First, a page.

A Woman’s Work: FKA Twigs’ MAGDALENE

FKA Twigs with her sword, Judith. She incorporates experimental performances into her sets, including Wushu sword fighting. Illustration by Pearl McNames. 

In November of 2019, FKA Twigs dropped her sophomore album: MAGDALENE. MAGDALENE is a striking exploration and celebration of female strength, sexuality, and pain, in part through the reclamation of the often disempowered figure that is the titular Mary Magdalene. Contrary to popular belief, the Mary Magdalene of the Bible was most likely not a prostitute. Her legend has shifted over centuries’ worth of attitudes toward women and sex, oftentimes a pawn in narratives put forth by male clergy seeking to erase her role in the Bible. Though the exact origin of the misconception is not entirely clear— possibly arising in later interpretation through conflating Magdalene with one of several other Marys— the invention serves to diminish and discredit her. In this warped image, Mary Magdalene’s overt sexuality is something to be redeemed from, elevated from her prostitution through holy salvation and puppeted as a symbol by centuries of male hegemony. She exists as a polar opposite to the virginal Mary: a weeping sinner, detritus of a filthy world to be swept up and saved by holy male figures. FKA Twigs defies these misogynistic interpretations; she looks to Magdalene as a figure of strength, both subjugated and powerful.

In a video with Google Arts and Culture, Twigs described her connection to Magdalene: “When I was making my own album, entitled ‘Magdalene,’ it was a time of great healing for me. When I was researching about Mary Magdalene and I was looking at a lot of paintings of her, she seemed so poised and so together. But the irony is in finishing my music, I found a deep wildness, a looseness, and acceptance. A release.”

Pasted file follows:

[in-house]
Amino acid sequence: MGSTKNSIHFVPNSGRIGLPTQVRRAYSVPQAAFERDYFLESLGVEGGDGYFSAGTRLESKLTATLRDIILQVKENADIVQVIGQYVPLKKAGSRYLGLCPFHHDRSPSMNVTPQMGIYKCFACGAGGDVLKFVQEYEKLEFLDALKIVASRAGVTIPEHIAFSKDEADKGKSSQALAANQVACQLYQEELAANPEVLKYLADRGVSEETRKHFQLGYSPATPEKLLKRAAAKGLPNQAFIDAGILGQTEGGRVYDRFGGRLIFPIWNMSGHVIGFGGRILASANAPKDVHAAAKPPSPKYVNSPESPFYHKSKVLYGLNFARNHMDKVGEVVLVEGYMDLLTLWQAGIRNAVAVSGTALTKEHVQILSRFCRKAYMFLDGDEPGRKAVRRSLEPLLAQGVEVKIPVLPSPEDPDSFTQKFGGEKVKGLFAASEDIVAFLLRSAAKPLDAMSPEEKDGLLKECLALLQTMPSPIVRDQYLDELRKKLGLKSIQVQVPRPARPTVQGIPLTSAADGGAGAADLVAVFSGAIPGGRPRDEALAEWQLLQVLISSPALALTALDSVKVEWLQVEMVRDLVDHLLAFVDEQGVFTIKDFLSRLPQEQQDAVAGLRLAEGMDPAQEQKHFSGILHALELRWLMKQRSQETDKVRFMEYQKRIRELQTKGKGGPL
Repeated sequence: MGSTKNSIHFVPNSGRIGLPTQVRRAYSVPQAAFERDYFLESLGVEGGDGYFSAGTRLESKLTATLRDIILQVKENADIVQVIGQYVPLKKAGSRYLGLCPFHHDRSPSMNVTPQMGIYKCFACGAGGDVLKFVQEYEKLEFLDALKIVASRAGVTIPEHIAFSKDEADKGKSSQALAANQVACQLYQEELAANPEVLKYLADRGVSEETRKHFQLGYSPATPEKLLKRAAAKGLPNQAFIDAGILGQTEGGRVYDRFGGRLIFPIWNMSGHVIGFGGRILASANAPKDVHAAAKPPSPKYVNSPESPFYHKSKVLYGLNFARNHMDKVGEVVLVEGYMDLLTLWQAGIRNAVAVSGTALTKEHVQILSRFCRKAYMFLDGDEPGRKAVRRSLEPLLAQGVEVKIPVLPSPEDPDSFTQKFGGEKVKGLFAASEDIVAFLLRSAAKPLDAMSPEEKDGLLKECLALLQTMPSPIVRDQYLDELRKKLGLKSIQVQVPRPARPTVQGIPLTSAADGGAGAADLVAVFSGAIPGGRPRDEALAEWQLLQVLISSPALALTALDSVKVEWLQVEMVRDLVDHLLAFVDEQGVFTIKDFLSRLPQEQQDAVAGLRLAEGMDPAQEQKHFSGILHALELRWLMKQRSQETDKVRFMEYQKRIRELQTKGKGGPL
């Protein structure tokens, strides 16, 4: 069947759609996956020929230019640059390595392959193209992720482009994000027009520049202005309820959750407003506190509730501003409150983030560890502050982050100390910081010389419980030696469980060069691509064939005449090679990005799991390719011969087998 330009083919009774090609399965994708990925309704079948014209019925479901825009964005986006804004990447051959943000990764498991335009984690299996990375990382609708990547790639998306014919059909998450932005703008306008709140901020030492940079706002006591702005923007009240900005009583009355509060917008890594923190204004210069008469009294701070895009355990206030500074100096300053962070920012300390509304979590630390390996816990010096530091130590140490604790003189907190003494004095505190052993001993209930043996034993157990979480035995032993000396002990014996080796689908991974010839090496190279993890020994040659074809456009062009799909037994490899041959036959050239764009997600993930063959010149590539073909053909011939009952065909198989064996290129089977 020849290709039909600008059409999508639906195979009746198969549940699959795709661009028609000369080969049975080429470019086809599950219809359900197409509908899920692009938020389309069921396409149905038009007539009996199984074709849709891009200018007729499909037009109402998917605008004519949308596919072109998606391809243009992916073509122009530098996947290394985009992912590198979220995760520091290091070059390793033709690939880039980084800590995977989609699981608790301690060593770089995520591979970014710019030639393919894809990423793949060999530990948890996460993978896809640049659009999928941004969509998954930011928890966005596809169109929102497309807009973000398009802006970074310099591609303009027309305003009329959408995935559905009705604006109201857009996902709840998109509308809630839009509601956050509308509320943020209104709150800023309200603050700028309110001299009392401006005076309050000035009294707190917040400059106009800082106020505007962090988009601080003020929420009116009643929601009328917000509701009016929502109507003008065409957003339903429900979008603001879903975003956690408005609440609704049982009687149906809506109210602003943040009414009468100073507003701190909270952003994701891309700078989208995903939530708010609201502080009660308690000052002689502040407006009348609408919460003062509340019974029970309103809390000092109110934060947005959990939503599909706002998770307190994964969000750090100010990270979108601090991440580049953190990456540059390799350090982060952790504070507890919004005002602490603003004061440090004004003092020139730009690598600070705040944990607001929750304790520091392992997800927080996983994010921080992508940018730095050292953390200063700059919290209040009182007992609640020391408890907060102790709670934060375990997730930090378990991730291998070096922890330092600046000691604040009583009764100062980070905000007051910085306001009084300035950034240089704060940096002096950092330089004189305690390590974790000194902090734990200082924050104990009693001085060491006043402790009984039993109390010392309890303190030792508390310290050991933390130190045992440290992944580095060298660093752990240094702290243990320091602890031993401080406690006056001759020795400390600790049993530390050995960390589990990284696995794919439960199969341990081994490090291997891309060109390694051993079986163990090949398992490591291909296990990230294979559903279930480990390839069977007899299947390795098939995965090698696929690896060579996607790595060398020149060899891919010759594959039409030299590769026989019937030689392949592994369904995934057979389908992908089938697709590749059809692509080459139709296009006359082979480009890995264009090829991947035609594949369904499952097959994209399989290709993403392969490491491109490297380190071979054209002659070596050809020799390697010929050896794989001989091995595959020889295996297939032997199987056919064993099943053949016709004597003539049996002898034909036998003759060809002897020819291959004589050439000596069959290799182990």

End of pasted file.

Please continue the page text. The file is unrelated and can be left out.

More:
The nine-track project was Twigs’ second studio album, and though it received major critical acclaim and a not insignificant cult following (especially for the song “cellophane, which sports an impressive 46 million listens as of January 2022), the album as a whole never received the scale of mainstream recognition it arguably deserved. The album is ethereal and otherworldly, following in the footsteps of the likes of Björk and Kate Bush but unafraid to bend genre and claim new ground, containing a feature from the rapper Future and clear EDM influences. It’s technically classed as dance/electronica, although it’s difficult to imagine FKA Twigs’ haunting vocals ringing out over a club of dancing people.

When listening, it’s clear that what Twigs says about the emotional core of this album is true. It’s an intensely vulnerable body of work, mapping a palpable sense of heartache. It often prioritizes conveying emotion over conventional singing technique, displaying a huge range of vocals that stretch from “home with you’s” gritted rage to “cellophane’s” near-sobbing tone. 

A particularly striking line, again from “home with you, is the proclaimed “Mary Magdalene would never let her loved ones down.” In an interview with Genius, Twigs described this line as referring to the labor women do without recognition. “Throughout history there have been these amazing women that have given so much emotional labor to someone else, and done it for nothing in the end other than, I guess, ironically being part of the backstory,” she explains. “People like Mary Magdalene have had such, such a huge part of history, and they did it selflessly.” The perception of women, the recognition they receive, and the wars they fight are steady themes in this album.